It was a beautiful experience to be a part of aiding children and students foster their love for reading, giving themselves the tools to improve their future and seek opportunities that may not even be a consideration without the benefits of literacy. But I knew that I wanted to leave my own impact on this organization and everyone who has been touched by Kathy Knowles, and that was through my cinematography. So halfway through my stint in Ghana, I departed on a mission to capture the story of the OCLF, interviewing as many librarians, staff, children, students, government officials, anyone I could get my hands on who had been impacted by the incredible reach of the OCLF. And what a journey it turned out to be.As a result of undertaking this project, I had the incredible privilege to speak with some of the most fantastic, and compassionate souls that I have ever met in my lifetime. Individuals who were working with so little, yet had done so much for their communities to provide it’s youth with better futures and opportunities. It was an eye-opening experience, that taught me what it means to be truly compassionate and how I can leave a positive impact in my own community.

What I have learnt during my time in Ghana will stay with me forever, and the people who I encountered who showed me nothing but warmth and love, sharing their culture and time with me with such open hearts. I cannot recommend volunteering with the OCLF enough, this organization is filled with so much good, it is contagious. To have the privilege to work alongside individuals like Joana, Vivian, Martin and Kwabena was a truly beautiful experience that I will never forget. I hope I can encourage someone else to set out on this adventure and to help in their own way!

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Rhythm Trek Week!

Fantastic week at Rhythm Trek! We had 16 campers, 6 youth mentors and one of our own as assistant director. Drumming and dancing with Dominic Donkor on Nagla and myself on Atsiagbekor. These kids and youth knocked it out of the park! Very challenging material this week. Also had a blast on our water & park day, and our always special celebration lunch with Dongo Dongo Rory. Campers made some wonderful picture frame art that now holds a pic of themselves with their favourites instrument. Thanks especially to all the mentors and staff…we could not do it without you!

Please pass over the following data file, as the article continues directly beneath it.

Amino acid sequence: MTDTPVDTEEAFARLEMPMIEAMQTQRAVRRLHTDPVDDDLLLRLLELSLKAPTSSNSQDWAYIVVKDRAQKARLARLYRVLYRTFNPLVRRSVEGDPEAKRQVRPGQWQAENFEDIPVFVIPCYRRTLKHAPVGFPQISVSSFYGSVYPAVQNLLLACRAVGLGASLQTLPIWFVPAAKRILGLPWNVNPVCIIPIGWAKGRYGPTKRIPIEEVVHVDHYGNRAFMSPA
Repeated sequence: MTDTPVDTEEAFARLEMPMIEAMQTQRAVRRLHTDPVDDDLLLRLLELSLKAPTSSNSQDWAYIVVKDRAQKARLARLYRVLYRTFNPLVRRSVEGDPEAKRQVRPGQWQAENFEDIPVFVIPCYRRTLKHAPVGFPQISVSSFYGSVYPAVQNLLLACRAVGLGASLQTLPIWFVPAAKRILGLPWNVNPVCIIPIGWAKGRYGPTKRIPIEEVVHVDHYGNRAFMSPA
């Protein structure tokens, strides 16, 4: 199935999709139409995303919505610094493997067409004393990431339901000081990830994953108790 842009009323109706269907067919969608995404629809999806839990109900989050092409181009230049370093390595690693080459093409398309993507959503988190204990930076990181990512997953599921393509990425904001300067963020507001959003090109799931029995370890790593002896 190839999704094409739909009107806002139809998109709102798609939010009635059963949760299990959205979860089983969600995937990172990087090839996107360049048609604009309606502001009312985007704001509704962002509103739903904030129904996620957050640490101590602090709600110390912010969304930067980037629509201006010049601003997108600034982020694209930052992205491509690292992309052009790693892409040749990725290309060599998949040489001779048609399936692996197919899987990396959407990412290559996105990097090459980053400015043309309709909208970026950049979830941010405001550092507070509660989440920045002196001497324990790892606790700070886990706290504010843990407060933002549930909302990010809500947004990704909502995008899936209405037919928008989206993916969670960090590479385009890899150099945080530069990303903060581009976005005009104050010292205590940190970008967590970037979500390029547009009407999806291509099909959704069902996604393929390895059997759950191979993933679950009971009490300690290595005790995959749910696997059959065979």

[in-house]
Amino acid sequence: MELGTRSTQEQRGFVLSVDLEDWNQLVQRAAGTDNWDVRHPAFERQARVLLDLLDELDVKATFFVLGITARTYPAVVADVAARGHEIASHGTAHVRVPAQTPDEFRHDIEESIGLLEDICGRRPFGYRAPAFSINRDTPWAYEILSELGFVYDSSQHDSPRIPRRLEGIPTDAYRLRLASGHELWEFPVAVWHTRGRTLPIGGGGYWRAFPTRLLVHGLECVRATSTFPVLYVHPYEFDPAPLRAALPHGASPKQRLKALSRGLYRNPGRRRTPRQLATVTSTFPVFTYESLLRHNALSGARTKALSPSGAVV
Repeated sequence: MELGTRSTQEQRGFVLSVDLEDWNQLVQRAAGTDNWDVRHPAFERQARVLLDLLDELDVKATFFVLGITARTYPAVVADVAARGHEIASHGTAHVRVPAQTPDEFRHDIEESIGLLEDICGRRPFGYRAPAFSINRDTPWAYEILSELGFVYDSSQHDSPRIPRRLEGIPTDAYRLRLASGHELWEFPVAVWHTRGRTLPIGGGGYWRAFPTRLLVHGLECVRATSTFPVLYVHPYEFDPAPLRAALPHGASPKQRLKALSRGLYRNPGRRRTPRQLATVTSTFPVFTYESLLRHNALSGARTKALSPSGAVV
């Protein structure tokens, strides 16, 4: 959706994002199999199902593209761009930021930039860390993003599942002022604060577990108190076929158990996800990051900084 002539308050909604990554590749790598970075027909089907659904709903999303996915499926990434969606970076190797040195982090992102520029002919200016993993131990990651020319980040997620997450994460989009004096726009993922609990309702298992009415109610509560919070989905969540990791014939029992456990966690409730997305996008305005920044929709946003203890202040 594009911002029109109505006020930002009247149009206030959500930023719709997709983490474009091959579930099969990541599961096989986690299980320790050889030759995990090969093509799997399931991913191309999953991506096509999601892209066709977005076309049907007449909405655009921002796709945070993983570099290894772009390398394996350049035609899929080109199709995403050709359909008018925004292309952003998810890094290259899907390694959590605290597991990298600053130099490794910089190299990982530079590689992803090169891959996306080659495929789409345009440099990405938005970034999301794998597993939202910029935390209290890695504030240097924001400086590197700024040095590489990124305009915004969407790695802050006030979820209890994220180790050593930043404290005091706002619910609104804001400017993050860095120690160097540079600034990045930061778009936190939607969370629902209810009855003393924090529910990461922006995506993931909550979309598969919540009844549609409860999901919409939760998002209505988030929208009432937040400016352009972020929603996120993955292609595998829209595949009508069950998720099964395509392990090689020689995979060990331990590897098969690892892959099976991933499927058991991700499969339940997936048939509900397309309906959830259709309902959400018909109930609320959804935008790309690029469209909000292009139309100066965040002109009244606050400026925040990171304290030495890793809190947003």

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Friday night drumming!

This season marked the return of our adult programming after a five year hiatus. Our new format invites adults of all ages and levels of experience to join us for monthly Friday night drumming workshops. Drop-in or book several. More than 90 people took advantage of this flexible and inclusive format and our attendance ranged from 15 -40 on any given Friday. Each month was a different teacher and piece in the wonderful repertoire of Ghanaian drumming. Instructors included myself, Kwasi Dunyo, Nani Agbeli, Dominic Donkor and Baobab alum Dave Hennessy. Great to see old friends and new. Here are pics of the first (above) and last (below) groups….September and June. Looking forward to next season already!